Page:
by Atousa Pilger
Ever since the 1979 Revolution, the mullahs have not stopped fighting. First and foremost are their ever-present battles against the freedom loving Iranians; killing hundreds of thousands and displacing millions in an attempt to keep control. This has continued to this day, but soon enough Iran was finding other foes to dominate.
One of the most important of these was Iraq, where Iran now holds great sway over the internal affairs to the chagrin of the Iraqi people. Why Iraq? Mainly because Iraq is the cradle of Shi’ism, but also because the mullahs dream of reviving the Persian Empire and the oil resources in Iraq provide the mullahs with huge financial benefits.
However, Iran also constantly fought against Saudi Arabia, the country most opposed to Iran’s expansionist ambitions.
Saudi Arabia had defended Iraq in the Iran-Iraq war after Iraq had attempted to surrender. In response, Tehran increased its efforts to destabilize the Arab Gulf, beginning in 1984 when Iran violated Saudi airspace and territorial waters. Saudi Arabia downed the Iranian aeroplane that had entered Saudi airspace and threatened to bomb the Iranian port of Bushehr if Tehran did not move its ships out of Saudi waters.
In 1986, the Saudi Interior Ministry announced that a large amount of highly explosive C-4 powder had been seized in Islamic Revolutionary Guard Corps (IRGC) bags that were sent by a group of Muslim pilgrims to Mecca. Iran’s plan, which was thankfully foiled, was to kill thousands of innocent pilgrims in a massive attack in Mecca.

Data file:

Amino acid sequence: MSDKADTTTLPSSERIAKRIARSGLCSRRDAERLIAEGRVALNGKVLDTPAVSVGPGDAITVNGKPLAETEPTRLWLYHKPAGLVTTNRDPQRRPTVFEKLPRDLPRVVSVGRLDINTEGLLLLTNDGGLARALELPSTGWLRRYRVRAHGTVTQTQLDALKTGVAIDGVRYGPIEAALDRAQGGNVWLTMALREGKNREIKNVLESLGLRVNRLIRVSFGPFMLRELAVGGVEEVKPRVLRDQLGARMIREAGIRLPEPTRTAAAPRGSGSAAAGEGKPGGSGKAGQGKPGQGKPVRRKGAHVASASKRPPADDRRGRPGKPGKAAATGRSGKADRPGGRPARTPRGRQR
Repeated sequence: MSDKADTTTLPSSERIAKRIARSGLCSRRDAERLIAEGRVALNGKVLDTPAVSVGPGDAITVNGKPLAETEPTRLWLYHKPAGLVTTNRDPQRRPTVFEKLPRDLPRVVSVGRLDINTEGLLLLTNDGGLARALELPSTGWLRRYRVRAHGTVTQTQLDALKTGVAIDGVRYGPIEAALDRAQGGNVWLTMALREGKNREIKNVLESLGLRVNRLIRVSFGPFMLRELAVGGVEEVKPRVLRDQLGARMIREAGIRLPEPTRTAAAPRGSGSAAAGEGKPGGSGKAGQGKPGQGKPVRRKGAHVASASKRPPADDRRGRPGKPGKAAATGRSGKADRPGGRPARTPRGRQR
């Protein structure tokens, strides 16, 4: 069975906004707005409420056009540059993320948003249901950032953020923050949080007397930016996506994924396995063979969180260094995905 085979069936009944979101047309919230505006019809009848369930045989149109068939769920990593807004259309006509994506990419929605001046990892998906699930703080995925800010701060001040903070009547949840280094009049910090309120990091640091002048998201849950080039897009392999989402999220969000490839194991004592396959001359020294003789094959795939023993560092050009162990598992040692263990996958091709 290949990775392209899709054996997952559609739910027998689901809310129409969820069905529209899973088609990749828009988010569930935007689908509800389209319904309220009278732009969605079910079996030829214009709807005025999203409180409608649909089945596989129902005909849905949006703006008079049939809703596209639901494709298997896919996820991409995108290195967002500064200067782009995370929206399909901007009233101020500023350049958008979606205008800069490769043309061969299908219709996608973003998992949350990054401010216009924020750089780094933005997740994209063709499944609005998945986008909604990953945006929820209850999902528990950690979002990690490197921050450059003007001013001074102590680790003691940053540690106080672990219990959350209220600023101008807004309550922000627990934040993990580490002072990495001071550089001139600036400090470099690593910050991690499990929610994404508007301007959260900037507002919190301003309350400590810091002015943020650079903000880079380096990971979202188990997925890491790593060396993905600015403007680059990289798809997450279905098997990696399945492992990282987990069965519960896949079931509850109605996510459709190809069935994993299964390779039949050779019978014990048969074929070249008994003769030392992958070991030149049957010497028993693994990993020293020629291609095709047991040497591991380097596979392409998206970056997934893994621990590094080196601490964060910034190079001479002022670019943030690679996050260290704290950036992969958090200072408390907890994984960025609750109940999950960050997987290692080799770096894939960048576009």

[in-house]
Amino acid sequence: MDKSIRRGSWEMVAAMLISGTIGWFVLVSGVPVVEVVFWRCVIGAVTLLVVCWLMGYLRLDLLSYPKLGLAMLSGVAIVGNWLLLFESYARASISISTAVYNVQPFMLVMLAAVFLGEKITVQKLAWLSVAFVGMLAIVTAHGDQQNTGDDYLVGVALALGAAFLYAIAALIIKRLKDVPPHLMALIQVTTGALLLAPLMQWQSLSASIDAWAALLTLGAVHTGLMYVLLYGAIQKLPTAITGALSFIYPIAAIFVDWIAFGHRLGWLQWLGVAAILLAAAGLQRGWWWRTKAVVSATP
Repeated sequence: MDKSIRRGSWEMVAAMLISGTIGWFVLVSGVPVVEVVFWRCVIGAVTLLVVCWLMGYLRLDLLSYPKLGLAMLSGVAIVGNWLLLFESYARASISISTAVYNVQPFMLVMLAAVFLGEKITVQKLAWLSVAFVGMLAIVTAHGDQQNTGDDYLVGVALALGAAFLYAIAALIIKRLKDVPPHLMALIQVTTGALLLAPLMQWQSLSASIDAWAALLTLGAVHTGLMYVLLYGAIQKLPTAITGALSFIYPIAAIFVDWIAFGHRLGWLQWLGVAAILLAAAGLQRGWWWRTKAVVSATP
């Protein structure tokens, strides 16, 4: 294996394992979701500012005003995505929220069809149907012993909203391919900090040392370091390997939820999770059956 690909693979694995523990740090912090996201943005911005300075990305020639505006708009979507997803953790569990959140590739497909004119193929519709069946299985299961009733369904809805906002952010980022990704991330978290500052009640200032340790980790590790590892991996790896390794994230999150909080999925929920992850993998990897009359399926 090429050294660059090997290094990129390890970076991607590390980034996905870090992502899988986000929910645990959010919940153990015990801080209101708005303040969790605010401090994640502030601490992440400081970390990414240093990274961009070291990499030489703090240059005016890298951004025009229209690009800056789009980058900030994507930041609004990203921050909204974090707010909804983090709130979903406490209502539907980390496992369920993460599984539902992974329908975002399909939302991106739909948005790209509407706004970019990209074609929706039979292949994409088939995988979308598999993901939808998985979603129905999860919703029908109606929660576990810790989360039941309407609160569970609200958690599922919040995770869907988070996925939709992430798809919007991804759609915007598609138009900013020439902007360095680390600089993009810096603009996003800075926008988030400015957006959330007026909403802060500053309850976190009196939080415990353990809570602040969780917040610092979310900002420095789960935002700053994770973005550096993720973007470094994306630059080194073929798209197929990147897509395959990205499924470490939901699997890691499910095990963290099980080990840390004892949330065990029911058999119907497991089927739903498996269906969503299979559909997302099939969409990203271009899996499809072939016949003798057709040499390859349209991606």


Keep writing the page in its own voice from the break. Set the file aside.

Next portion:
In 1987, Iran attacked Mecca again and assaulted hundreds of civilians making their way to the Holy Mosque with swords, knives, and machetes. They were stopped by Saudi security authorities, but only after extensive clashes.
Also in 1987, Iran used Lebanese terrorist group Hezbollah to perpetrate a bombing in al-Ju’aima in Saudi Arabia. This was repeated in Al-Jubail in 1988 and in 1989, Hezbollah blew up the tunnels in Mecca during the hajj pilgrimage.
Since 2009, Iran has used multiple proxies, most often the Houthi militias, to attack the Saudi border or fire at least 200 rockets against Saudi cities, some of which hit Mecca and its holy sites.
Mohammed al-Saeed wrote: “This long track record of violence and aggression leaves little doubt about Iran’s intentions. The mullahs might try to placate the West, but their objective remains consistent: to weaken and destroy anyone and anything standing in their way of achieving regional domination.”
Given all of this, why on earth would Saudi Arabia respond favourably to any Iranian talk of peace?